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Indeed. Plus the Ginza and Marunouchi Line to adopt longer trains too rather than six carriage services.
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Old May 12th, 2014, 06:55 PM   #236
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Quote:
Originally Posted by starrwulfe View Post
I really wish I had a time machine so I could go back and tell the Ginza line and Inokashira line designers about how through servicing works... or at least get the Ginza line to adopt pantographs and maybe narrow gauge.

…oh well.

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I agree about through running but I do not believe that just forcing standard rolling stock on the Ginza line would work. The tunnels are too small. Instead, joining the two based mostly on Ginza Line standards would seem to make more sense.

Train length: platforms and train lengths on the Ginza Line and Inokashira Line are already almost exactly the same.

Loading gauge: Ginza Line trains are narrower and shorter and have to negotiate sharper curves, so adopt the loading gauge, and, essentially the rolling stock, of the Ginza Line. It is much easier to shift some rails closer to the platform than it is to widen the Ginza Line tunnels.

Platform height: Ginza line platforms are lower. So, just raise the rails a bit at the Inokashira Line stations by adding more ballast beneath the rails for ground level stations. The platforms will probably have to be rebuilt for elevated stations.

Rail gauge: This is a tough one. If the bridges on the Inokashira line can support standard gauge rails, then this is the way to go, since it will allow using the Ginza Line rolling stock as-is and to keep the connection with the Marunouchi Line; but if not, then convert the Ginza Line to narrow gauge. Probably the Ginza Line rolling stock could be modified to narrow gauge by replacing the trucks.

Power: This is another tricky one. Converting the Ginza line to catenary operations would probably not be possible given the tight clearances of the tunnels. Dual mode trainsets are another possibility but fitting the pantographs into the tunnel, even in a retracted state, would be difficult, given the already tight clearances and small loading gauge, plus it would require new rolling stock. The solution I like best would be to convert the Inokashira line to third rail, but the grade crossings may complicate things. Grade crossings with third rail, even in very dense urban environments, do exist elsewhere in the world (Chicago for example) but not in Japan to the best of my knowledge. If that barrier cannot be overcome, perhaps this project would have to wait for a continuous grade separation project of the Inokashira line.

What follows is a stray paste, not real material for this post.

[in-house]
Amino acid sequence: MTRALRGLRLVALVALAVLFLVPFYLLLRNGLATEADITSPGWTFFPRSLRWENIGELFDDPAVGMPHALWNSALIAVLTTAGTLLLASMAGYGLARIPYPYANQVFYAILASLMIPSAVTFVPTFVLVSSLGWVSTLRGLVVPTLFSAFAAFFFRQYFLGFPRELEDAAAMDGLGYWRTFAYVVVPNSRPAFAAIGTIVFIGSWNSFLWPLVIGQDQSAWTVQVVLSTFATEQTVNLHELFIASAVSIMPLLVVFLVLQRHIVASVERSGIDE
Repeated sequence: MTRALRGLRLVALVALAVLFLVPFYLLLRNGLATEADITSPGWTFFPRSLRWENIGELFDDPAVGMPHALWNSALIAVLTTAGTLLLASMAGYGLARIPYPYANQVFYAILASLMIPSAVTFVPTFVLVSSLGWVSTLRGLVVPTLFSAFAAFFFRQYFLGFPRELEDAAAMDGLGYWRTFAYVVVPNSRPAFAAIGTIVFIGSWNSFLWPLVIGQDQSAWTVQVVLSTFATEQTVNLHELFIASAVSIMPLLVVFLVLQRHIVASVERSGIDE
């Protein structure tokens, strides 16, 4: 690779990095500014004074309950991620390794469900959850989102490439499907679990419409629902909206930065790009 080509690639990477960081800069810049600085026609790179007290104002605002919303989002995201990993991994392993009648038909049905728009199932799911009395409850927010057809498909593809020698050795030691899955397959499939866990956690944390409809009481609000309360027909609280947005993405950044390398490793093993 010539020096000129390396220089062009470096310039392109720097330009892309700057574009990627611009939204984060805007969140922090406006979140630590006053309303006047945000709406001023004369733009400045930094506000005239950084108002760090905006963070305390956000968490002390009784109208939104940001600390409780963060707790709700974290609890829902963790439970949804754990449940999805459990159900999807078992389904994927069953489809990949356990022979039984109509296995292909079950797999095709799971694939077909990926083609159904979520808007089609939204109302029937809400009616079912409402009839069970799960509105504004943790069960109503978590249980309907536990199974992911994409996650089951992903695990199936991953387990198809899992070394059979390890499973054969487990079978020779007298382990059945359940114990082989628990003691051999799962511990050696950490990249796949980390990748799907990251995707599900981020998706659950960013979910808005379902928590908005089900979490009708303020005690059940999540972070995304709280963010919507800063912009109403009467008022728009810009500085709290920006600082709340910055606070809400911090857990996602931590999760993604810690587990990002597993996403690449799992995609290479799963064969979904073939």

Perhaps the biggest challenge of all would be the connection in the vicinity of Shibuya. The Inokashira Line station is on the 2nd floor of the Shibuya Mark City complex while the Ginza Line is on the 3rd floor. Building a connection without demolishing these massive, complicated, and fairly new buildings would be an engineering challenge to say the least.

I wrote a bit more on this in other posts before. The general consensus seemed to be that it wouldn't be worth the trouble or expense given current ridership patterns.
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Old May 17th, 2014, 07:15 PM   #237
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I'd like to know why the Izuhakone Sunzu Line is not included in this count. It gets some through service from Tokyo, and some commuter runs connect to it. The Fujikyu gets included, so why not this?

Also, I'd like some information on the more obscure communities in the mountainous part of western Tokyo, where it's basically small villages. What are the bus routes out there like?

Also, does anyone have the max train per hour for the Tohoku, Saikyo, and Shonan-Shinjuku Lines?
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Old May 18th, 2014, 07:02 AM   #238
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Quote:
Also, does anyone have the max train per hour for the Tohoku, Saikyo, and Shonan-Shinjuku Lines?
Saikyo Line (8am~9am): 17tph, ~4 min. headways (at Akabane, up direction)

Shonan-Shinjuku Line (8am~9am): 6tph (at Akabane, Ofuna direction)

Tohoku Line (8am~9am): 9tph (at Akabane, up direction)
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Old May 18th, 2014, 07:17 AM   #239
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Quote:
Also, I'd like some information on the more obscure communities in the mountainous part of western Tokyo, where it's basically small villages. What are the bus routes out there like?
The main provider of service is Nishi Tokyo Bus. Their route map is here:
http://www.nisitokyobus.co.jp/rosen/...p_20140401.pdf

Toei Bus also has a group of services radiating out of Oume Station, quite isolated from their core services serving the inner of the 23 wards of Tokyo.
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Old May 18th, 2014, 07:41 AM   #240
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Tokyo Metro. Tobu Railway announce plans to introduce 20m rollling stock on Hibiya/Isezaki Lines

Last month, Tokyo Metro and Tobu Railway revealed plans to introduce new rolling stock on the Hibiya Line and Tobu Skytree Line (Isezaki Line) run-through services. These will be standardized 20m length stock, with four doors per car. Current rolling stock is 18m length, with both 5 door and 3 door configurations. Introduction of standard length cars with 4 doors/side will allow the installation of platform doors at all Hibiya Line stations. The new rolling stock will be introduced between FY2016~2019.

http://www.tokyometro.jp/news/2014/p...140430_h93.pdf

Current stock used on these services (18m length):
Tobu 20000 series (20050 subseries)


Tokyo Metro 03 series